The Supreme Court upheld a Trump rule making it harder for poorer people to get green cards

The United States Supreme Court is seen in this general view, in Washington, DC
Mark Tenally/AP/Shutterstock

On Monday, the Supreme Court issued a 5-4 ruling that will allow the Trump administration unprecedented powers to restrict legal immigration. In August, the Department of Homeland Security announced that it would be creating a new expansive definition of the term “public charge,” as it applies to immigrants seeking a green card. The term, which refers to the idea that the DHS can deny a green card to anyone it deems likely to rely on public funds (becoming a so-called “charge” on the “public,” as it were), had been on the books for years. But it had generally been interpreted by prior governments to mean that it would only apply to those who would need cash benefits from the government. Trump’s DHS, though, expanded that definition to include non-cash benefits including food stamps, welfare, Medicaid, and housing assistance.

In addition, DHS would be allowed to use factors like age, health, and education to determine who would end up being a so-called “charge.” In other words, DHS could deny a green card to anyone it decided would be likely to end up poor, based on that person’s socioeconomic condition. Ken Cuccinelli, deputy homeland security secretary, announced that the rule change would support "the ideals of self-sufficiency and personal responsibility, ensuring that immigrants are able to support themselves and become successful here in America."

Immigration rights group disagreed. After DHS announced the policy change, New York, Connecticut, Vermont, and several immigrant advocacy groups filed a lawsuit opposing it. They argued that it would prevent immigrant families for signing up for desperately needed resources, to the detriment of their children’s health and safety. "This latest racially-motivated policy," said Marielena Hincapié, the executive director of the National Immigration Law Center, "will have a dire humanitarian impact, forcing some families to forego critical life-saving health care and nutrition."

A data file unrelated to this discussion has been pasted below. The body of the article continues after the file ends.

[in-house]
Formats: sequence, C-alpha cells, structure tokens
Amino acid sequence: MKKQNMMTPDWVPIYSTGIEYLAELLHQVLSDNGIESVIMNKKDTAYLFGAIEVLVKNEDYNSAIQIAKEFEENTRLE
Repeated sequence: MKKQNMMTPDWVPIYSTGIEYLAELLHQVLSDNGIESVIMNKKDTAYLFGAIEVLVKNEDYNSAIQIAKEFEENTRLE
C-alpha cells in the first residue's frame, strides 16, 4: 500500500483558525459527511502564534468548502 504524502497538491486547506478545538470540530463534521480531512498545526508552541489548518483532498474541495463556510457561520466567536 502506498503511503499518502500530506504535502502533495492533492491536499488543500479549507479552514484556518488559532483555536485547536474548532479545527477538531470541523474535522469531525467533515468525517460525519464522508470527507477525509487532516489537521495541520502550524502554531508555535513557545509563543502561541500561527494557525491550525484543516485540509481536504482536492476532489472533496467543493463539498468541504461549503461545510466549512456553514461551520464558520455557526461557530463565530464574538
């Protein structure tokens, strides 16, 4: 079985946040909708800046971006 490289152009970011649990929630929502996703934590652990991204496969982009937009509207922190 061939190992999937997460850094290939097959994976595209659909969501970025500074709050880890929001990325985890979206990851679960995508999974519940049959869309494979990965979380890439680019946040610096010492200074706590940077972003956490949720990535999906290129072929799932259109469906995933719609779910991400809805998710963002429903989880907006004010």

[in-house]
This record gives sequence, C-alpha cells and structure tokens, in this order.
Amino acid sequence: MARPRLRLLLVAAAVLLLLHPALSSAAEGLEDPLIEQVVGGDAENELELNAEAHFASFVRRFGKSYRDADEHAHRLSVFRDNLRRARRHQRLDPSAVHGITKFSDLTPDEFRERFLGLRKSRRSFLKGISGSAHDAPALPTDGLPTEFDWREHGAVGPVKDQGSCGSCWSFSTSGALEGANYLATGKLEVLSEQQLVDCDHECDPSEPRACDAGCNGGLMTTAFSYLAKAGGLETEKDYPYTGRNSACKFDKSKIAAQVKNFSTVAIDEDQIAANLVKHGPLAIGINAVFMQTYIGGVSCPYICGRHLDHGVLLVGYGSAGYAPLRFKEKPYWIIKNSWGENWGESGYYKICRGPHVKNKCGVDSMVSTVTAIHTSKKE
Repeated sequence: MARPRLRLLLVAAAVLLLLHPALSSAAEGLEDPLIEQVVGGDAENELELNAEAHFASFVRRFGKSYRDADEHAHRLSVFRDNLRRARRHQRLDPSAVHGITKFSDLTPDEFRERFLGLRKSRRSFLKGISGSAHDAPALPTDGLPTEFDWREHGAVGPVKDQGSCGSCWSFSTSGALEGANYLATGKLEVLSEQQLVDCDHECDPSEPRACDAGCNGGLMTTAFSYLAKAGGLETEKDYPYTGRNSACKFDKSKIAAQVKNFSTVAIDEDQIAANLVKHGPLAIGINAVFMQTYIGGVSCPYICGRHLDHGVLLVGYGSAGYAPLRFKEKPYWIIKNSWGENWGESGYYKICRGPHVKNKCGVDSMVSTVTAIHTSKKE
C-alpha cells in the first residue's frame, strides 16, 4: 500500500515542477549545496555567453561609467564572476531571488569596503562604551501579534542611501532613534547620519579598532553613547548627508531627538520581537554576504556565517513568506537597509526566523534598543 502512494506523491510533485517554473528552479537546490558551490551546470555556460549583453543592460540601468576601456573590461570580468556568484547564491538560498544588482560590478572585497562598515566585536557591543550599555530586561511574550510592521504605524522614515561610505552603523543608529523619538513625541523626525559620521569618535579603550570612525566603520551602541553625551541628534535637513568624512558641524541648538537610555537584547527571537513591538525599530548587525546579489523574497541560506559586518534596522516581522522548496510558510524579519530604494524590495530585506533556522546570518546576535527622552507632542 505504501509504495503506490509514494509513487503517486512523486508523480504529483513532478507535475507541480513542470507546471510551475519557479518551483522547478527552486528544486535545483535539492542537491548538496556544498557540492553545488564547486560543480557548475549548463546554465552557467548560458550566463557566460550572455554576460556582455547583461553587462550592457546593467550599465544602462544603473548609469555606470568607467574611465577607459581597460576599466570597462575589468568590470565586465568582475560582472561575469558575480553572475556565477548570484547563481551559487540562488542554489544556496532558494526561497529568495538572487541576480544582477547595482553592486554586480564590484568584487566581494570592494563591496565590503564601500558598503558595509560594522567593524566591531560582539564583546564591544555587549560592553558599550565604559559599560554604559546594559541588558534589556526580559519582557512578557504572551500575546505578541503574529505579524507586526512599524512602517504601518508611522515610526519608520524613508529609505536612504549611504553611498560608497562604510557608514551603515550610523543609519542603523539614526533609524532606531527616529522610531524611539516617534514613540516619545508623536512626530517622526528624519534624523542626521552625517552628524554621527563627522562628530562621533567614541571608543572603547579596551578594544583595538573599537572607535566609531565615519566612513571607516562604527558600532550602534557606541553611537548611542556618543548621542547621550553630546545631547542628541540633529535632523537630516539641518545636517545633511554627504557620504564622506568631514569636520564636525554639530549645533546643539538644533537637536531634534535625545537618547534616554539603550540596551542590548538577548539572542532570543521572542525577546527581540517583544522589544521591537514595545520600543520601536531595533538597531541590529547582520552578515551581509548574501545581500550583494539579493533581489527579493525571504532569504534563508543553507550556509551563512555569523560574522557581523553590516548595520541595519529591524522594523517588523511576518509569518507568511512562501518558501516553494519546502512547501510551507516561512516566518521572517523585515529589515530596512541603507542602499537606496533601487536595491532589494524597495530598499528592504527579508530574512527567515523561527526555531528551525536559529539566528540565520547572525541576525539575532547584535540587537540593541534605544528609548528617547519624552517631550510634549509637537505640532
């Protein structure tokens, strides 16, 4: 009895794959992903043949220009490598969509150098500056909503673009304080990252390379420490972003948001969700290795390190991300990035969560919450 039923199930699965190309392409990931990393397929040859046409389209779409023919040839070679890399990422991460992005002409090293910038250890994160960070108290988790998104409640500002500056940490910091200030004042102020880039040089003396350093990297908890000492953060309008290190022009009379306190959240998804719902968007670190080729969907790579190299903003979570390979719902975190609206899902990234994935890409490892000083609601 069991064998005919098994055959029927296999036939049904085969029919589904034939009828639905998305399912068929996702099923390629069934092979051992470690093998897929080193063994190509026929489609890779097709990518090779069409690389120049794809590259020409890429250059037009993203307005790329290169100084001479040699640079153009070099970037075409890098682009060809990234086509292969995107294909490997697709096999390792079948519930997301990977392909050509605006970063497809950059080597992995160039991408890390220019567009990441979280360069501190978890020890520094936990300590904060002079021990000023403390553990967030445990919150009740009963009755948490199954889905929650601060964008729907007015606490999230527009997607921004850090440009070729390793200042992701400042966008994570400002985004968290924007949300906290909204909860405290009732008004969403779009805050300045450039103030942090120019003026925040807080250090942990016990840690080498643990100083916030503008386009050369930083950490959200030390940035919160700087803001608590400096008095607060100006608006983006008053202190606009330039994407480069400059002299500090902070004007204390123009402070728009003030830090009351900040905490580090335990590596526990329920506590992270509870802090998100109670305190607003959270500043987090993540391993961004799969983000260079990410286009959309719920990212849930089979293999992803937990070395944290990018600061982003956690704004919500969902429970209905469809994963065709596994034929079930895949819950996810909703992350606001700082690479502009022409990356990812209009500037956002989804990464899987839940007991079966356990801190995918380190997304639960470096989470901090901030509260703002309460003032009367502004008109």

A federal judge agreed, and issued an injunction against the rule, preventing the change from going into effect. Over the past six months, the law has made its way through the courts. Now that legal battle has come to an end, and the Supreme Court decided in Trump’s favor, in a 5-4 ruling along familiar partisan lines.

In a statement, Claudia Center, senior staff attorney with the ACLU’s Disability Rights Program, responded to the ruling. “This policy is yet another way for the Trump administration to hurt immigrants,” she said. “It enshrines the false stereotype that people with disabilities do not contribute to our society. Families will suffer. Congress has repeatedly declared that disability discrimination violates federal law. This rule must be stopped.”

In the wake of the high court’s decision, expect even more immigrant families to suffer at the hands of the same White House responsible for travesties like family separation and the travel ban. Driven by its white nationalist-adjacent immigration czar Stephen Miller, the administration has found yet another novel method to make life miserable for the neediest among us.